Huawei accelerates car-making ambitions with Hozon Auto partnership

By Elles Houweling

Chinese networking giant Huawei and electric vehicle (EV) manufacturer Neta, a subsidiary of Hozon Auto, have jointly announced a strategic partnership. Huawei said it would provide its expertise on the internet of things (IoT), cloud computing and big data technologies to develop the Neta S, scheduled to hit the market in 2022.

Neta’s upcoming fully electric S model will use Huawei’s MDC (mobile data centre) intelligent driving platform and Lidar technology. According to the companies’ joint statement, the extended-range version’s endurance mileage exceeds 1,100 kilometres, while the pure electric version’s endurance mileage surpasses 800 kilometres. The vehicle is said to have the ability to realise level 4 autonomous driving in certain aspects, such as autonomous parking, remote calling and automatic tracking while driving.

Under the agreement, the two companies will carry out all-around cooperation on smart connectivity, in-car computing, intelligent driving and cloud-based services.

Zhang Yong, the co-founder and CEO of Hozon, said at the signing ceremony that the company aims to “use Chinese technology to build Chinese smart cars for the world.”

Adding to that, the president of Huawei Smart Car Solution, Wang Jun, said that “Huawei will help Neta automobile build better cars for consumers and bring people a wonderful travel experience, based on intelligence, comfort and trustworthiness.”

In May, Neta Auto introduced Internet company Qihoo 360 as its second-largest shareholder. Both parties affirmed that they would explore cooperation in various areas including smart vehicles, smart cockpits, digitalisation and network security.

Hozon Auto is the fifth vehicle company in China to cooperate with Huawei. The telecommunications giant has also chosen BAIC BJEV, Changan Auto, SERES and GAC Group as strategic partners.

Huawei has repeatedly stressed that it does not make cars itself, aiming instead to focus on information and communications technology and supply components of intelligent vehicles to help car OEMs (original equipment manufacturers) build better vehicles.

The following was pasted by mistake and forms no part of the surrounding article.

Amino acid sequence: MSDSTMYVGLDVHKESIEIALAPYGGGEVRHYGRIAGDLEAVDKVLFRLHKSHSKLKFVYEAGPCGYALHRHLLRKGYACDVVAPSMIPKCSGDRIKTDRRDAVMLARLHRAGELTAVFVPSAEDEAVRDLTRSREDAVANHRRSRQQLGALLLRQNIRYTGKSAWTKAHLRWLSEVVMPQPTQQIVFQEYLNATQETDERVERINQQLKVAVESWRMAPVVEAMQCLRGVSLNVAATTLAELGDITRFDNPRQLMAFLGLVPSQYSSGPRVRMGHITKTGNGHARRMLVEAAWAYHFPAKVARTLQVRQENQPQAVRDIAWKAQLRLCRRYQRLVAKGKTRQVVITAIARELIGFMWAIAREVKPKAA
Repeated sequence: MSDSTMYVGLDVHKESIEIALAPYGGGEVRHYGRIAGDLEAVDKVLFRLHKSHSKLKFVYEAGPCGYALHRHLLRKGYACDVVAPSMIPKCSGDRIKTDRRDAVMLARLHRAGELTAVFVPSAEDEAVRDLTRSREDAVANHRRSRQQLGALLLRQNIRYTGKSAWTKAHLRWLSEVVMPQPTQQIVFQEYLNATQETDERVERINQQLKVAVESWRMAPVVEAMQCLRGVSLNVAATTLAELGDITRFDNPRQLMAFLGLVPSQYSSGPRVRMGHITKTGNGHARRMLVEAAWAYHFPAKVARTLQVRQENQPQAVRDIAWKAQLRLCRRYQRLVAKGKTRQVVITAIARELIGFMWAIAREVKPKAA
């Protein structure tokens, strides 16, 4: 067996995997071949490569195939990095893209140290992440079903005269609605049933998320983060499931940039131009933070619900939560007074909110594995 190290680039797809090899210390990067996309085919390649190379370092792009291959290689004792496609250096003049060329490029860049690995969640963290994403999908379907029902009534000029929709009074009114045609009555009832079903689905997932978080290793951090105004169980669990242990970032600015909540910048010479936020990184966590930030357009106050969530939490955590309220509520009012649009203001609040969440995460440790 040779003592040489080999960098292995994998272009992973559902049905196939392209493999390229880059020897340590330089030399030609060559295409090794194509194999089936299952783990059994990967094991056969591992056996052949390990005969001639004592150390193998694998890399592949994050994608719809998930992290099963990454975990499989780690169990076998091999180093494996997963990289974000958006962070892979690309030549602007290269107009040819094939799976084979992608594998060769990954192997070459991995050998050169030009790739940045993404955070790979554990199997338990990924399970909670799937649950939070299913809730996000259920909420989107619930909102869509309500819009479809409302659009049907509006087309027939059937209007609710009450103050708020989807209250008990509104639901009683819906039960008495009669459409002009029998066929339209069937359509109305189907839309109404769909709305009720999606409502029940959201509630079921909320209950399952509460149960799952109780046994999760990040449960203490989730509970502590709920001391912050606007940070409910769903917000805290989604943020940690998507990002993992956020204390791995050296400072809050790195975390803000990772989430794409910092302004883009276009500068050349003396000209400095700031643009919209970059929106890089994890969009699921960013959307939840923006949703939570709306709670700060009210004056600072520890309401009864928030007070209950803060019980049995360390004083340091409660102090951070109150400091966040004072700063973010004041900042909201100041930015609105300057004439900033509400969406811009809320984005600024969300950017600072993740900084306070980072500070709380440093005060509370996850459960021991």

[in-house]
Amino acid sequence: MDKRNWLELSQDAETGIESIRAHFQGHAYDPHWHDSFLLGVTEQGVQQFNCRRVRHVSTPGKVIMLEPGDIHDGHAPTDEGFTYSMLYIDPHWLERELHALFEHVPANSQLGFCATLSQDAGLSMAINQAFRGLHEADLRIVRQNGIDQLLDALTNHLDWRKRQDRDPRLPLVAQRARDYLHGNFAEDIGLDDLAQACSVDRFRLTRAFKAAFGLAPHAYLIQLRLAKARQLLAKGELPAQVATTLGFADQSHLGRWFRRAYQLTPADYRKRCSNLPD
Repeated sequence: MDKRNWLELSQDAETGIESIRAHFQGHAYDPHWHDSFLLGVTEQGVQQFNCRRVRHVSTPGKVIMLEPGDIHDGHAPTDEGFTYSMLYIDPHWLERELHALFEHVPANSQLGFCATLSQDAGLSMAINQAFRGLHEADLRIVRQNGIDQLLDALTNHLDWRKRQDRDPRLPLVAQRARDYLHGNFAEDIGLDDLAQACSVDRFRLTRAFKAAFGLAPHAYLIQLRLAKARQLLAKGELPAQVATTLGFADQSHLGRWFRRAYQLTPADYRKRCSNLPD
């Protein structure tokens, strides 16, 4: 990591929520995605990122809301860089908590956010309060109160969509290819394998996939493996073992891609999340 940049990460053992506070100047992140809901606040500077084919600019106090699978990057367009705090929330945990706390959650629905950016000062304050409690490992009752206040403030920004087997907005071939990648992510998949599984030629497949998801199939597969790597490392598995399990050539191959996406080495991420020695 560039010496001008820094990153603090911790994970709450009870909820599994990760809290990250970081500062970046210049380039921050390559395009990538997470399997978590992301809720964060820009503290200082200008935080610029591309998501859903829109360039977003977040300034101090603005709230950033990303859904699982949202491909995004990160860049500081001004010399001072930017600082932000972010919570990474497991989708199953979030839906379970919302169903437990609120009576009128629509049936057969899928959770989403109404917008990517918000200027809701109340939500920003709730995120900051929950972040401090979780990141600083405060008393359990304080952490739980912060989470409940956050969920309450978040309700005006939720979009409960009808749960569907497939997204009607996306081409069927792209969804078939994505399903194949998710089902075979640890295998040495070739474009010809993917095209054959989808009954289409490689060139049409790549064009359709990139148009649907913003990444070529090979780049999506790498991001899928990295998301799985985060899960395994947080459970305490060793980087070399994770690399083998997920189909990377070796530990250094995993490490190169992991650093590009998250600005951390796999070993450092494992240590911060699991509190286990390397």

Wang said in April that the firm planned to invest $1bn into the research and development of smart driving technologies this year. He added that the R&D group of Huawei’s auto business would be expanded to over 5,000 staff members in 2021, of which more than 2,000 would be assigned to the autonomous driving wing.

Coinciding with Huawei’s automobile ambitions, on Wednesday, US officials approved license applications worth hundreds of millions of dollars for the blacklisted company to buy automotive chips from US suppliers.

Huawei’s core businesses – its telecommunications equipment and smartphone units – have been severely hobbled by trade restrictions imposed by the US on the sale of chips and other essential components.

However, in recent weeks, people familiar with the matter said that the US had granted licenses authorising suppliers to sell chips to Huawei for such vehicle components as video screens and sensors, as reported by Reuters.

Auto chips are generally not considered sophisticated, lowering the bar for approval. One person close to the license approvals said the government is granting licenses for chips in vehicles that may have other components with 5G capability, according to the Reuters report.

Following bans on its core business of networking equipment in numerous countries, Huawei is now shifting its business to other sectors less susceptible to international sanctions. Besides its endeavours in the automotive industry, the company is also expanding its business in the IoT, cloud computing, artificial intelligence and virtual reality industries.

Given China’s booming EV and smart car market, numerous smartphone brands and tech companies have attempted to make the leap into the automotive industry. Apart from Huawei, Chinese brands including Xiaomi, Oppo and Vivo have also announced their ambitions to develop cars.

On Wednesday, smartphone brand Xiaomi announced that it would acquire autonomous driving technology startup Deepmotion for $77.4m.